European and Local elections 2019 (1 Viewer)

hermie

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yeah, that makes sense. Except I can't bring myself to vote for any party. All the main ones are cunts. And you might as well be voting independent as any of the small ones. The indos form alliances (ie: the speaking group) once elected so they're not completely useless. And voting for someone from a party who are, effectively, told what to think, is something I will never do. Politics is fucked up.
Yeah I suppose that all makes sense too. Still have a bit more respect for those who fully nail their colours to the mast.
 

rettucs

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Claire Daly would be a bit of a waste if she get's the MEP spot no?
yeah, definitely. She must not have the fight in her anymore for day-to-day Dail shite.

when you consider that MEP is considered the 'naughty step' for some of the major parties (Phil Hogan, Charlie McCreevey), you'd have to think it's looked on, somewhat, as a handy number.
 

ann post

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Yeah I suppose that all makes sense too. Still have a bit more respect for those who fully nail their colours to the mast.
There's a trick in that - for example Clare Daly is Indie in Ireland but has publicly mentioned that she'd be essentially aligning with these if she goes to europe. I'd say Wallace would follow.

 

ann post

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yeah, definitely. She must not have the fight in her anymore for day-to-day Dail shite.

when you consider that MEP is considered the 'naughty step' for some of the major parties (Phil Hogan, Charlie McCreevey), you'd have to think it's looked on, somewhat, as a handy number.
I dunno - I'm starting to think its the other way, the Dail being a depot and the EU being the factory. It'd be bad politics for the FFG to say it was more important to them, because it'd undermine their dail campaigns.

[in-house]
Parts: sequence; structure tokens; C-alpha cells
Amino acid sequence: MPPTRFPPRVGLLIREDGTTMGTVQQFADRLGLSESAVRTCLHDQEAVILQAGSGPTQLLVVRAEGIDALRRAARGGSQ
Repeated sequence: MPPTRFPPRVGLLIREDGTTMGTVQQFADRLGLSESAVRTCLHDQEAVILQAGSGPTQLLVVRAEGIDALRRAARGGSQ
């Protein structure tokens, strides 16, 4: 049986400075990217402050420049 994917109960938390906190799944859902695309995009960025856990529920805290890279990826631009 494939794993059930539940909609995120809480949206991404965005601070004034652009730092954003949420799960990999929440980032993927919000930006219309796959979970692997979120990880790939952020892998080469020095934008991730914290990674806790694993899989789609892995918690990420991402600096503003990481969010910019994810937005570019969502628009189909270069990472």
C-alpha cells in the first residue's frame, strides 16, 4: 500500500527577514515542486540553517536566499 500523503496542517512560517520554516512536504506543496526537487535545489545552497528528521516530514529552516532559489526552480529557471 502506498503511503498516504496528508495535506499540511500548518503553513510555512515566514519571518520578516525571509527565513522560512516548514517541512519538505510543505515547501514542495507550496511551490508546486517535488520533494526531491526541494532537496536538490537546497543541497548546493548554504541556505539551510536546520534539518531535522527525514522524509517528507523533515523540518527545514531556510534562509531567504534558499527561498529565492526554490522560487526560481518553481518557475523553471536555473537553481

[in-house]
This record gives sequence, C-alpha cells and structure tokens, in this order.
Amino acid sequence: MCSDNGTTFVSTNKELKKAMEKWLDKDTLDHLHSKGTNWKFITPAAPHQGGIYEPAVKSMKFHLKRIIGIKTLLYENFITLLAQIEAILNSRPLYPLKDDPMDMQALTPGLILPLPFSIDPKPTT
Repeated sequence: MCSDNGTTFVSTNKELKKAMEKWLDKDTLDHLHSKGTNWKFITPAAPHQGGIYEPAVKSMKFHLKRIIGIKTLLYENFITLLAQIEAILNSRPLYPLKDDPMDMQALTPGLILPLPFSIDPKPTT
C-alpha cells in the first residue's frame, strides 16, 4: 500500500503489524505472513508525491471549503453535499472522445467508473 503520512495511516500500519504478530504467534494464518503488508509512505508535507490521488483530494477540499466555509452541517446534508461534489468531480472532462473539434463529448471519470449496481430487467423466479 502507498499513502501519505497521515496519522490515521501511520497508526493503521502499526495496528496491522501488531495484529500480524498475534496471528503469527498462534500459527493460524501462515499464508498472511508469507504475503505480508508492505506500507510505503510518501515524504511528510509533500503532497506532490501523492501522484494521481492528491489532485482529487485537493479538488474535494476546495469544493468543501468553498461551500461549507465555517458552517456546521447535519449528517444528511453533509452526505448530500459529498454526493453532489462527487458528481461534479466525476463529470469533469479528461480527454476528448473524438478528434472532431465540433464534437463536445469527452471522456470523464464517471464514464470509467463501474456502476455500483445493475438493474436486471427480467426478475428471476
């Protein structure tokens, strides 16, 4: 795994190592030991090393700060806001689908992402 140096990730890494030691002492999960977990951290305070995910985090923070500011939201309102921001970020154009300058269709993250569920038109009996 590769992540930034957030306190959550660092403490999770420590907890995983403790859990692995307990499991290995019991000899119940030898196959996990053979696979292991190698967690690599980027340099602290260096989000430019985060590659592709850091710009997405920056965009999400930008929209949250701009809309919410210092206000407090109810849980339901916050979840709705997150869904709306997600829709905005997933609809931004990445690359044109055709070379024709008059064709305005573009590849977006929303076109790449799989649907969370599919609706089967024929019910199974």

I'm learning on the fly though, Might turn around and say its bullshit in a fortnight.

@egg_ thats true about the turf cutting ticket. I'm in two minds about it, entirely because I actually read his cannabis bill a dew years back and it was pretty impressive.
 

prefuse

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I see there's a pro bestiality candidate running in Kerry. I think he's a cousin of the healy rae's.
 

IFF

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I sort of object to independents in general. There are more than enough parties to be able to choose one that broadly represents where you sit on the political spectrum. It's just a cop-out to pretend you're not like the rest of them. And frankly is a bit arrogant. Also they invariably just look after their locale and very rarely harbour a bigger picture view of what might be good for the country. I suppose they make more sense when voting in local elections compared to general (where the hope is to be able to bribe the government for a few concessions in the case of a closely run election) but still.
My grandfather had described independents as being a corruption of politics and undemocratic.

But he had been a life long fianna failer so,,,,

For the locals, my no. 1 will be an independent but there is poor choice 2 ff, 3 fg, 2 sf, 1 green and 5 independents (one is a supporter of Shane Ross so will not get preference).